Heartbreaking photos show displaced residents after aged care home's abrupt closure

Elderly residents have been left displaced after a Gold Coast aged care home’s abrupt closure following a monetary dispute.

Patient records, drugs and even food supplies have been stripped from the Earle Haven Retirement Village at Nerang, forcing the "rescue" of about 70 residents.

Its vulnerable residents are now in limbo following a contractual dispute between the village's owner, People Care, and the aged-care wing operator, HelpStreet.

Earle Haven Nursing Home residents are being removed from the facility which has reportedly gone into administration. Source: AAP / Tim Marsden

Lorraine Cook said her elderly and frail husband John was distressed after being taken on Thursday from his room of the past two years.

John is a high-care patient suffering from dementia, diabetes and pressure sores caused by his inability to walk.

The 83-year-old is now being cared for in a nearby facility that Ms Cook, 73, said was crowded and failing to provide her husband the requisite level of care.

"I have really no idea what's going to happen," she said.

"They really haven't told us much at all, except that it would be 24 to 48 hours until it would all be sorted, but that was yesterday."

Aged care facility embroiled in financial dispute

The federal government has promised to investigate the facility's owner and an aged-care contractor who are in dispute over money.

Residents and staff outside the Gold Coast nursing home following its closure. Source: AAP / Tim Marsden

Aged Care Minister Richard Colbeck said it appeared a subcontractor trusted to nurse, feed and support the home's high-care residents withdrew all services without notice and stripped the facility.

"I will be looking to bring the full force possible of action onto those who put residents of Earle Haven in such a terrible position – it is simply unacceptable," Senator Colbeck said on Friday.

Queensland Health Minister Steven Miles said he was disgusted residents faced a distressing 11-hour operation to find them emergency beds elsewhere, and called their evacuation a "rescue".

He said staff called triple-0 to report the situation about 2pm on Thursday, and paramedics and health workers faced a chaotic scene when they arrived.

Bedridden residents, some with dementia, didn't have the level of care they needed, even though some staff stayed behind to look after them.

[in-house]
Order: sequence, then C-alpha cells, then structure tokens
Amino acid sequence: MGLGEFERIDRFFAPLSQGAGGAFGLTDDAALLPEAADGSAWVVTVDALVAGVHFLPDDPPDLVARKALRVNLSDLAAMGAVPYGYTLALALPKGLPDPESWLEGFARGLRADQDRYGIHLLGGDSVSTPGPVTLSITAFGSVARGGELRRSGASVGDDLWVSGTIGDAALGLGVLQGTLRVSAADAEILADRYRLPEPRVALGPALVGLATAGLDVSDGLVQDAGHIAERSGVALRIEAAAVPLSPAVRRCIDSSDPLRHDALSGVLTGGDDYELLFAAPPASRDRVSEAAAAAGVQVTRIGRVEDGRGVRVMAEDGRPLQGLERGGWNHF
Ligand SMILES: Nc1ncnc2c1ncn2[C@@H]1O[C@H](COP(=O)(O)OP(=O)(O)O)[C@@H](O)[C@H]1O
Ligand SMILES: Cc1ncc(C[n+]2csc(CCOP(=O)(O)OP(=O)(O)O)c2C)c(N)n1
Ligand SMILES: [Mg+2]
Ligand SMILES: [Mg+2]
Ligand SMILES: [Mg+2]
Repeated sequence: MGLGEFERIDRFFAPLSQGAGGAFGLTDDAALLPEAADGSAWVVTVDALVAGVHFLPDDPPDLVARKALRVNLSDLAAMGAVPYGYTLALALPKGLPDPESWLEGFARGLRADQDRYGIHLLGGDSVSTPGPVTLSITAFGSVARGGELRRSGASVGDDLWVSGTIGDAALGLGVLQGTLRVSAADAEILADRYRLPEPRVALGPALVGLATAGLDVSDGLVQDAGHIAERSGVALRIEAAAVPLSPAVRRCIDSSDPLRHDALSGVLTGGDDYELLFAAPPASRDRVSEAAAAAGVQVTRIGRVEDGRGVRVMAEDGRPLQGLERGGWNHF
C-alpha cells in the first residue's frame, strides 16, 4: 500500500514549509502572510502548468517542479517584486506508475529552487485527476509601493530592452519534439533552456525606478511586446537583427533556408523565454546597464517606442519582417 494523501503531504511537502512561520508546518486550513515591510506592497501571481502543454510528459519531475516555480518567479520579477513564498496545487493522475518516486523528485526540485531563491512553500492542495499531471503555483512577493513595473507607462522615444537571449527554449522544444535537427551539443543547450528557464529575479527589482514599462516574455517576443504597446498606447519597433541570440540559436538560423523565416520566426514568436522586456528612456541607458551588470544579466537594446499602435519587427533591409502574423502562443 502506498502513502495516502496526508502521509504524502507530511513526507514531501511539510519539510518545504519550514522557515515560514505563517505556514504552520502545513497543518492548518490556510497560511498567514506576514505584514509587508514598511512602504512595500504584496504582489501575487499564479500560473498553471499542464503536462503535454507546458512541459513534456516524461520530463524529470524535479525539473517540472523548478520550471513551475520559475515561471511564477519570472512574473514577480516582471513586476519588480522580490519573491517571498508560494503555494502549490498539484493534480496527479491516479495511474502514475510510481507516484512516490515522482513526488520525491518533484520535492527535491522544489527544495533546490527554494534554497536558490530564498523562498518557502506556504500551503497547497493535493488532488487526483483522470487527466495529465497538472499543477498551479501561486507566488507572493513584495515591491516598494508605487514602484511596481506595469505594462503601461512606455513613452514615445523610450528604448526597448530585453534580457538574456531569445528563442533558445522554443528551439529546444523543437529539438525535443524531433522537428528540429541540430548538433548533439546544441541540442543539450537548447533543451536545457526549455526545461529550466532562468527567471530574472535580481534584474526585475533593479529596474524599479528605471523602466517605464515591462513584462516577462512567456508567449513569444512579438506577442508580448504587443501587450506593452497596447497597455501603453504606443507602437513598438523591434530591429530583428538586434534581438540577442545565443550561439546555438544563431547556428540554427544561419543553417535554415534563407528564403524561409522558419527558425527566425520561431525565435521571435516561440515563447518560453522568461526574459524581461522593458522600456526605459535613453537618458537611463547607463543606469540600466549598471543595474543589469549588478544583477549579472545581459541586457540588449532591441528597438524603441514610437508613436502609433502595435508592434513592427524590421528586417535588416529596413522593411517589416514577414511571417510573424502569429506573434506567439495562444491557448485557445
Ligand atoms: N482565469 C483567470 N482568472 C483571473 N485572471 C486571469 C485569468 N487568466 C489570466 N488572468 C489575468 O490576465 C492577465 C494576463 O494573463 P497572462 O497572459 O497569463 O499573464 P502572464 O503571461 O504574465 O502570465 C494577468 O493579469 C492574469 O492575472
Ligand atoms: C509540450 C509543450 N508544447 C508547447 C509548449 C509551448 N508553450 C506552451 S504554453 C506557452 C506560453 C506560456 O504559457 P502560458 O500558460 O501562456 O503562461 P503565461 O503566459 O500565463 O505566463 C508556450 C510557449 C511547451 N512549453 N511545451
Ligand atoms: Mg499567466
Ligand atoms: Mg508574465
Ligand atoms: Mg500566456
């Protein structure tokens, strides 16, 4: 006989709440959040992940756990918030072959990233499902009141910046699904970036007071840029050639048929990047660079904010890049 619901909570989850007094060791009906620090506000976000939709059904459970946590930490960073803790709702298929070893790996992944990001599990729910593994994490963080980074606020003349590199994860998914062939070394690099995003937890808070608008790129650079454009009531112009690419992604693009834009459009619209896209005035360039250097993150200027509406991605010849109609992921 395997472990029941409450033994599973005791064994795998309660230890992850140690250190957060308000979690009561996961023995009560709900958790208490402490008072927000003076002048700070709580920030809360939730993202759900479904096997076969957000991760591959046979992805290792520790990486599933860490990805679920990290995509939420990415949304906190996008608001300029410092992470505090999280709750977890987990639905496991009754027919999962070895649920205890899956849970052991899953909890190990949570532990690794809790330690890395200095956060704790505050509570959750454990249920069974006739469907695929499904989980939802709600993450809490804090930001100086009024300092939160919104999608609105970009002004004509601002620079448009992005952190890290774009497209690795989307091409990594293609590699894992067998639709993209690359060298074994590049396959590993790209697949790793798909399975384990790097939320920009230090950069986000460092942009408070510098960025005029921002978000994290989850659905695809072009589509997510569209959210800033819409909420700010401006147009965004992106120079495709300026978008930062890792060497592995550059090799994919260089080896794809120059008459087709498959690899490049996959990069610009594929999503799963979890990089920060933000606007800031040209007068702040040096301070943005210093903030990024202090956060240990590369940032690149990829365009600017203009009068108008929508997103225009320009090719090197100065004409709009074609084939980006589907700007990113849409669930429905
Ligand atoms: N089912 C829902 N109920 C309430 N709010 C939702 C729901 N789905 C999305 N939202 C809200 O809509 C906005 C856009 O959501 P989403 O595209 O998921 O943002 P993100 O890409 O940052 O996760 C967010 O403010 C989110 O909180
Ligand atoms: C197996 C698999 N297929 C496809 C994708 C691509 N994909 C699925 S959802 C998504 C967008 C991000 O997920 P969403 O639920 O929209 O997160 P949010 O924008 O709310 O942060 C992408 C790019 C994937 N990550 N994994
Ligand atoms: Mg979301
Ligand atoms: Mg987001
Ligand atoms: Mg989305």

Residents of Earle Haven Retirement Village at Nerang, on the Gold Coast, are in limbo following a contractual dispute between the village's owner and its operator. Source: Google Maps

Drugs, patient records, supplies removed

Mr Miles said drugs and patient records had been removed, with paramedics and doctors left to reconstruct health histories so residents could be treated.

Even mop buckets and rubber gloves used to shower residents were taken from toilets and showers.

"It should never have happened," he said.

"The behaviour here, whoever is responsible, is just disgusting."

The Queensland Nurses Union described scenes of "pandemonium", with some staff ordered to leave the facility as medical equipment was being removed.

Union secretary Beth Mohle said it was an unprecedented failure in the aged-care system despite some staff refusing to leave and ex-staff offering to help.

"I don't understand how anyone could do this to vulnerable, elderly Australians," she said.

Lorraine Cook with her husband John at a Gold Coast nursing home after being transferred from the Earle Haven Nursing Home following its closure. Source: AAP / Tim Marsden

Earle Haven also has residents who live independently. They haven't been affected and remain in their homes.

An Aged Care Quality and Safety Commission assessment team, along with the Department of Health, is now at the facility.

In a statement to the ABC, People Care director Arthur Miller said he terminated HelpStreet's contract on Monday, with a 30-day transition period to a new provider, but claimed HelpStreet simply stopped providing service.

HelpStreet said it wanted an orderly transition for the sake of residents, but told staff to stay home after People Care ceased payment.

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